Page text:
Olympics, Hope and the Dampening of Cynicism

I can be cynical grump when I so choose but ! can’t help feeling a bit of excitement about the Olympics though as they roll into town this week. I almost don’t want to. I know they are expensive and it’s a distraction from the government agenda which is forcing cuts on those who are least able to afford them.

I know that logically, but as a child and as an adult, I’ve always enjoyed ‘remote participation’ in the over-commercialised ‘greatest show on earth’ because despite the organisers, despite the sponsors, there are moments of humanity and hope that dig deeply.

I remember the day in 2005 when it was announced that the Olympics would be held in London. As a native Londoner, I was excited and pleasantly surprised. I wasn’t as cynical as I became because I wasn’t sure what it involved. I will though, forever link that day with the day that follows, the 7th July 2005 when the terrorist bombs exploded in the transport infrastructure in London, killing 52 people as well as the four perpetrators and injuring over 700 people and that doesn’t account for the mental scars the day left on many many more.

The happiness and excitement turned instantly to pain, fear and distress and the two events become almost linked in my mind.

So it took a long time for me to feel comfortable and feel happy about the circus coming to town again. I enjoy spectacles, I enjoy distractions, even commerce-laden ones and I can’t apologise for that. If I’m excited that the world is coming to my city, I only want for her to be able to show herself to her best. To enjoy it and enjoy myself.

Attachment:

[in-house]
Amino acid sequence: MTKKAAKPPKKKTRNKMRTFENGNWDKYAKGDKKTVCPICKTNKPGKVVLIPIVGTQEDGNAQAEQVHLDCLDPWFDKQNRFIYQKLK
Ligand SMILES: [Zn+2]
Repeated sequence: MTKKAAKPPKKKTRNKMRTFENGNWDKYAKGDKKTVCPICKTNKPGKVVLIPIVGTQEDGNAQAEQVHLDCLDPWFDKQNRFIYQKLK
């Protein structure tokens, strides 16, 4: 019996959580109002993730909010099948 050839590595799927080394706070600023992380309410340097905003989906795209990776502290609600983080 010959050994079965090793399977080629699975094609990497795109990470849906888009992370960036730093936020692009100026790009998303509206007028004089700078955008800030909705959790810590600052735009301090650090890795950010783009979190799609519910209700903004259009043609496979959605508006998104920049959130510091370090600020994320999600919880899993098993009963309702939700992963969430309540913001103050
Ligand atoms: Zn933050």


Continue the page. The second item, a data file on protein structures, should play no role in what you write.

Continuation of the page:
It’s not ‘cool’ to be excited and I’m not blind to the poverty, distress and suffering that is happening in the city while she paints herself up and while we aren’t watching because I’m still working and will be every (work) day the games are on (with a one exception as I did grab some tickets).

I went out to see the Olympic Torch as it passes through London. I saw joy. I saw happiness and I saw kids getting really excited.

Is it worth the cost? Is it worth allowing this government to be painted in anything other than the true colours of pain and distress that they are explicitly handing to the nation? Probably not. On balance, I’d rather have a fairer society with income distributed to provide more to all. Is it worth giving Boris his moment in the sun? That hurts too, because I never for a moment think that Boris is a mayor for London – he is a mayor for the parts of London that will be likely to vote for him.

But these aren’t the choices I was given.  Am I going to pretend I don’t want the excitement, celebrations and joy which exists around me? No. I’m going to enjoy these few weeks that London is at the heart of the sporting world. I’m going to use the events to build conversations with the people I visit, draw on memories of previous events and celebrations and use the excitement and celebration that is finally beginning to settle in the city. I’m going to use the time to enjoy the other associated celebrations, events and displays taking place. I’m going to enjoy the summer and the city.

I love London and I love the people who share this city with me. I want everyone else to come to know what a great place we are and can be. I tried to be more cynical, I tried to balance the head and the heart, but eventually the excitement came.

Yes, it’s going to be harder to get to work and it’s going to be harder to get home. We don’t have the luxury of ‘working at home’ but we don’t really know what the effect will be on the day to day work life as a social worker in the heart of an Olympic city but I’m sure it’s a theme I’ll come back to before the party is over.

For now, I’m going to try and enjoy it.